BY VALENTINE OFORO, DODOMA
THE Tanzania Dairy Board (TDB) has set aside at least 200m/- to implement a project for the construction of four major Milk Collection Centers (MCC) in an effort to improve the performance of the vital economic sector in the country.
The milk collection centre is designed for the dairy farmers to transport their raw milk to be cooled in a bulk tank. First, the milk collection centre strains the milk into the tank to remove impurities, and from the tank, the collection centre pumps the milk through a filter to the cooling tank. The cooler has an agitator to speed the cooling and prevent the development of a cream layer.
The Registrar of Tanzania Dairy Board (TDB) Dr. George Msalya told East Africa Herald during an interview that the envisaged MCC will be installed at Mkuranga, Rufiji and Karagwe districts, as well as Kiluvya ward of Kisarawe district in the coastal region.
“The target is to ensure a professional milk value chain, and we are expecting to implement the project in cooperation with the parent ministry,” he said.
According to him, the board will continue searching for more funds to enable it to construct more milk collection facilities in different areas of the country with an eye to ensuring the milk being produced by dairy farmers is collected and stored professionally.
“Tanzania is facing an acute shortage of milk supply,” he said, detailed further that, “demand for milk in the country currently stands at 12billion litters in a year but what is being produced is only 3.4 billion litres, which means there is a deficit of at least 9 billion litres,”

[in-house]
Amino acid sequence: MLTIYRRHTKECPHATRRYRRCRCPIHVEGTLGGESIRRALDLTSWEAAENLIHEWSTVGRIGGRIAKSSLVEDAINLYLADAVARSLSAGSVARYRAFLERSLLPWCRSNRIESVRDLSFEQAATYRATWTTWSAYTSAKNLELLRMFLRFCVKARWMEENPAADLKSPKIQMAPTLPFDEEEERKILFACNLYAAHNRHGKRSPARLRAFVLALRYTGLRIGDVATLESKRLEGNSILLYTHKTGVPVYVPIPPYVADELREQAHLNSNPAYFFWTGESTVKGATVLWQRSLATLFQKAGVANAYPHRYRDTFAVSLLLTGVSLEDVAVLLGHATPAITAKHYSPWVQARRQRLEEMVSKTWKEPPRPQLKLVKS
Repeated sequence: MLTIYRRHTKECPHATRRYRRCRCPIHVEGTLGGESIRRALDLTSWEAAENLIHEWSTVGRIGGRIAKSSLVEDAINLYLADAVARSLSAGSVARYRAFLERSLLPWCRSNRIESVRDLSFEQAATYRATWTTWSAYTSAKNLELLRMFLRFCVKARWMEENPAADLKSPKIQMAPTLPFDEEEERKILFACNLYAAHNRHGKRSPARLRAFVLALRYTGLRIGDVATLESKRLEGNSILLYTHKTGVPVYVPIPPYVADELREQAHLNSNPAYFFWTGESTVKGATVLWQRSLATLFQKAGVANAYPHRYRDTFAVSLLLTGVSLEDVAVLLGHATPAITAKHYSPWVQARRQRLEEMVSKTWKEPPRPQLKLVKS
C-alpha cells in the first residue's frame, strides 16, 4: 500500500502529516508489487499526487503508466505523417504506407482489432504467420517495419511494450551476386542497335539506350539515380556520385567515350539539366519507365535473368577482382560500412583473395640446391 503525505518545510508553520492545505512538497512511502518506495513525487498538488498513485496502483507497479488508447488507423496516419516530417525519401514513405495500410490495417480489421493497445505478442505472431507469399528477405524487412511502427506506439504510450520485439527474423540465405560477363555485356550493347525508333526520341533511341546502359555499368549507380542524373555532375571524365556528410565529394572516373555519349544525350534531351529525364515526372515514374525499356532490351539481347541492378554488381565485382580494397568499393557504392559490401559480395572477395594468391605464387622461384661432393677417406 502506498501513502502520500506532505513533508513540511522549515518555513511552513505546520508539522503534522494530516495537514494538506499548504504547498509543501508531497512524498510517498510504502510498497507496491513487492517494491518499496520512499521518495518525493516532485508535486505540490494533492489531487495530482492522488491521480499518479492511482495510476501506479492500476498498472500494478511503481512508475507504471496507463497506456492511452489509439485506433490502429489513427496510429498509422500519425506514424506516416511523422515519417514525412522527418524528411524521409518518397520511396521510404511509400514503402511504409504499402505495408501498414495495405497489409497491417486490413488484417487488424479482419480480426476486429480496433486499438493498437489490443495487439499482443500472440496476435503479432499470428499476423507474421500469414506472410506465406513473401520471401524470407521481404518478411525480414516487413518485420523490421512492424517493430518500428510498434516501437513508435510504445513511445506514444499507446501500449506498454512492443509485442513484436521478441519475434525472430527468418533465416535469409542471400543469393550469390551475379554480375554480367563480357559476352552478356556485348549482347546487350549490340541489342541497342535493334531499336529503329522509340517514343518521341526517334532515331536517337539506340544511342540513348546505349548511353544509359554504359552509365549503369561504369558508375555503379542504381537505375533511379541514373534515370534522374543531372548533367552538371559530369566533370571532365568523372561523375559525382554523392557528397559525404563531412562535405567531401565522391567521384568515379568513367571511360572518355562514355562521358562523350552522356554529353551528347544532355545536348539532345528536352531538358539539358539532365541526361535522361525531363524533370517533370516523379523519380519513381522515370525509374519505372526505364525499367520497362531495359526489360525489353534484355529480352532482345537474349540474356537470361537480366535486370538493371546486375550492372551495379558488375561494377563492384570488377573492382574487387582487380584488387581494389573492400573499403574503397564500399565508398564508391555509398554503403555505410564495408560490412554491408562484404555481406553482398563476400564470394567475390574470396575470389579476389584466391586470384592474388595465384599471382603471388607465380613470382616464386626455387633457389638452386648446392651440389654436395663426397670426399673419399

He however observed that most of the dairy farmers are yet to channel their milk into through the formal system, the development which denies milk processing plants to amass needed milk volume.
Available statistics show that there are at least 99 milk processing factories in Tanzania with the capacity to produce 865,600 litres per day, but due to low production and availability of milk from farmers the industries are only processing 203,600 litres, estimated as 23.52 per cent of production capacity.
“The poor supply is being attributed among others, by unfriendly urban-rural road infrastructure networks that are frustrating farmer’s ability to timely distribute their milk to processors,” Dr Msalya stated.
In Tanzania, there are currently a total of 221 Milk Collection Centers (MCC) initiated by the board in different areas countrywide, whereby, out of the number, at least 717 MCC have been established with special milk cooling tanks with professional ability to safely preserve milk for a weeklong period, and at capacity to cool a total of 352,098 litres a day.
During 2019/20, the country produced 3.01 billion litres of milk, out of which, 2.1 billion litres were produced from domestic dairy cows and 0.1 billion litres was from crossbred dairy cows.
In 2017/18, Tanzania imported 20,920,537.58 LMEs Kg, valued at 30,290,485,222/- and during 2018/19 the importation rate stood at 617,448,655Kg.
However, due to the advancement of the UHT technology in Tanzania, the country’s Liquid Milk Equivalent (LME) Importation has kept declining.
Also, the record proves that Tanzania has successfully managed to increase the number of crossbred dairy cattle at the national level 3. 8 times from 783,000 in 2017/18 to 1,294,882 in 2018/19, the development which witnessed the country’s milk production expands from 2.4 billion litres to 2.7.